workingpoor

How do you go about suing an out of state CA?

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Do you have to travel to that state and file? Do you contact an out of state attorney and hire them to file, like the CA's do to us?

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I'd check with your Dept of State if the CA is registered in your state. If so, where and who is their registered agent and the address.

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If they're sending you mail and calling you, they're "doing business" in your state, whether registered or not. I haven't heard of anyone having to travel to another state to sue a CA.

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The FDCPA provides that a consumer may bring "(d) An action to enforce any liability created by this title may be brought in any appropriate United States district court without regard to the amount in controversy, or in any other court of competent jurisdiction, within one year from the date on which the violation occurs."

If upon the grounds of the FDCPA you wish to file suit, then your local small claims can do it....although you may have to be very clear with the judge in the action since small claims usually don't have much experience handling these cases. Small claims is a court of competent jurisdiciton to handle sub $5000 statutory claims of injury.

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The FDCPA provides that a consumer may bring "(d) An action to enforce any liability created by this title may be brought in any appropriate United States district court without regard to the amount in controversy, or in any other court of competent jurisdiction, within one year from the date on which the violation occurs."

If upon the grounds of the FDCPA you wish to file suit, then your local small claims can do it....although you may have to be very clear with the judge in the action since small claims usually don't have much experience handling these cases. Small claims is a court of competent jurisdiciton to handle sub $5000 statutory claims of injury.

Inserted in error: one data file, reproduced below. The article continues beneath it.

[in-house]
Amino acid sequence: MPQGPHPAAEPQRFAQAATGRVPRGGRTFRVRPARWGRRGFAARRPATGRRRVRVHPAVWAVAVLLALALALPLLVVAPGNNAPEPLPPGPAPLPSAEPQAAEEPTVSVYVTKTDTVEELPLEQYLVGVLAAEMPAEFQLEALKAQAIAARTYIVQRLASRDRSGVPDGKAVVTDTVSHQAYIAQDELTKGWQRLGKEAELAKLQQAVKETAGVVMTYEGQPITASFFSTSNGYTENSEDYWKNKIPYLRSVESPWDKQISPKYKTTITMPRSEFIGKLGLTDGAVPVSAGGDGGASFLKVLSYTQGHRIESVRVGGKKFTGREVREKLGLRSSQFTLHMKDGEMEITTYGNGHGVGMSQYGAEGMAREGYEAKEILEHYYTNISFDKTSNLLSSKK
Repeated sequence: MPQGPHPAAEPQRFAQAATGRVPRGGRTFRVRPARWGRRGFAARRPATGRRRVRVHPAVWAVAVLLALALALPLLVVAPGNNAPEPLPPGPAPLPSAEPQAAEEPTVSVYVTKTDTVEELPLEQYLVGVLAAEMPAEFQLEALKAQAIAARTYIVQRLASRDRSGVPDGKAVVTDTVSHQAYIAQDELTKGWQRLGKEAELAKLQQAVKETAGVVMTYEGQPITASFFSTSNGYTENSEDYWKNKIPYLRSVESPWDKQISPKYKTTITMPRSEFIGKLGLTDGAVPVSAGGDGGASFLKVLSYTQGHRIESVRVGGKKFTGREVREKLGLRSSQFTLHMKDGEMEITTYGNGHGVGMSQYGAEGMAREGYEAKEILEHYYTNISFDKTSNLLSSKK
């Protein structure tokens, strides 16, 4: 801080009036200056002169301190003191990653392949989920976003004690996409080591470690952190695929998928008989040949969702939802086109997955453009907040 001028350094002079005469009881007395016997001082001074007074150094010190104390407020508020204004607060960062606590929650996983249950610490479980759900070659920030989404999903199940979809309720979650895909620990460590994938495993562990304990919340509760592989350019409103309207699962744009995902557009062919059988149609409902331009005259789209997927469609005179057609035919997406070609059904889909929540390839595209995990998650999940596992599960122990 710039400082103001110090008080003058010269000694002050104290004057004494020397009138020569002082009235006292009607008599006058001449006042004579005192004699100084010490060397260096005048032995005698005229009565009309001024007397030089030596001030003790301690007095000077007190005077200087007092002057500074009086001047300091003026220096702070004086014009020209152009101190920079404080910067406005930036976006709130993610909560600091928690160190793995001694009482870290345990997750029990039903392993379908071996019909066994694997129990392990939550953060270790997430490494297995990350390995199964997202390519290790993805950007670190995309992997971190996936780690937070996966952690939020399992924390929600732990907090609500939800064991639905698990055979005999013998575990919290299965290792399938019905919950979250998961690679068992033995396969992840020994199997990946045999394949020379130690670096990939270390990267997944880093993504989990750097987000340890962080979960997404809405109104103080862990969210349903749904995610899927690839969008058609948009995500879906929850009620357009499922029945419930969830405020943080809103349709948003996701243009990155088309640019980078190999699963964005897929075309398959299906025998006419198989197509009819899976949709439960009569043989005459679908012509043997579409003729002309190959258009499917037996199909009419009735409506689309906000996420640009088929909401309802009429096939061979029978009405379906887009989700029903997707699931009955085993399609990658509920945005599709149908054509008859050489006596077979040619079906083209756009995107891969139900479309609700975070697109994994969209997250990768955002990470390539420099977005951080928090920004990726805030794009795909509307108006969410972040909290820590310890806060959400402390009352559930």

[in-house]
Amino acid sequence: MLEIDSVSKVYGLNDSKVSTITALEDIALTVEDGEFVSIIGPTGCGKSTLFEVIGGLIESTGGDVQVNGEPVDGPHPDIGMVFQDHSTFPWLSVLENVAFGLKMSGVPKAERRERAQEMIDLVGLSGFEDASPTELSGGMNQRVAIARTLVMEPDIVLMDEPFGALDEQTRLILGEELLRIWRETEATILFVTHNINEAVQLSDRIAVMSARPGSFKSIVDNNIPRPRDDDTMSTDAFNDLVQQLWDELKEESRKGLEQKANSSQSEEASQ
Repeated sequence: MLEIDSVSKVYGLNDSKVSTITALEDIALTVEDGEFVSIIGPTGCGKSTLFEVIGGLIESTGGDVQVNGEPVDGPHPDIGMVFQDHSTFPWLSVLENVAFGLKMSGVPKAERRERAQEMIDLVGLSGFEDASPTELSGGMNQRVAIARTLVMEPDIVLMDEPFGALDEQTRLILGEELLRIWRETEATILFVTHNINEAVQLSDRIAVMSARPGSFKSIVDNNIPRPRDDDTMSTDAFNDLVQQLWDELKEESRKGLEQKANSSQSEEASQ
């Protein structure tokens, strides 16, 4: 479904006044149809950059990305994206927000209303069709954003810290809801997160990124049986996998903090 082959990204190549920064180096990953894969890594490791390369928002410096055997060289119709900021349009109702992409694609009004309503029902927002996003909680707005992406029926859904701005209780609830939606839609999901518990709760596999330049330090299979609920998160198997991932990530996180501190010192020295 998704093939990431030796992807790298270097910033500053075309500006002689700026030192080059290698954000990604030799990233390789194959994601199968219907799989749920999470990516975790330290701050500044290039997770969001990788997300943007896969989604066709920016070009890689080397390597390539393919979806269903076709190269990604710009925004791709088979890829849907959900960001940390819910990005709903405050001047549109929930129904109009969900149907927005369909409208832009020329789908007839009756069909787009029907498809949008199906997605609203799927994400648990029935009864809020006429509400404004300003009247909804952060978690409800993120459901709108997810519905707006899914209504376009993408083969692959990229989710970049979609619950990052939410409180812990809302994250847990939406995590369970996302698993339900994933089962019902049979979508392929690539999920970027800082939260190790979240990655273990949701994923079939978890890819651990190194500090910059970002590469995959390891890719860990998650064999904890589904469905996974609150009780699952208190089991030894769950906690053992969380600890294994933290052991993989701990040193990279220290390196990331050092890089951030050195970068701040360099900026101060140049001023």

I like this answer most of all. It's nice to think of a CA clear across the continent ignoring my lawsuit because it's too trivial to be acknowledged, and then me getting a default judgment..... Sound familiar anyone?

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CA's will sometimes have attorneys working in your area. They will appear in court most of the time. However, they'd rather settle than to get default judgement.

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I like this answer most of all. It's nice to think of a CA clear across the continent ignoring my lawsuit because it's too trivial to be acknowledged, and then me getting a default judgment..... Sound familiar anyone?

Yes, you can file in your local court. However, a default judgment against an out-of-state collector may be of little value unless the collector has assets in your state or the judgment affects the collector's ability to be licensed somewhere.

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a default judgment against an out-of-state collector may be of little value.

This would be more for a moral victory than actually collecting on the judgment. Any suit I win - as plaintiff or defendant - isn't really about the money. That would just be the icing on the cake.

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CA's will sometimes have attorneys working in your area. They will appear in court most of the time. However, they'd rather settle than to get default judgement.

This has been my experience as well. I've sent out intent to sue letters that get usually get ignored, but once I file a civil complaint in my state's version of small claims court, I quickly receive a phone call from an attorney looking to settle.

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Yes, you can file in your local court. However, a default judgment against an out-of-state collector may be of little value unless the collector has assets in your state or the judgment affects the collector's ability to be licensed somewhere.
Agreed, but how cumbersome is the process of having a judgment transferred? I know it happens all the time, just not sure what the threshold judgment amount should be to make it worthwhile.

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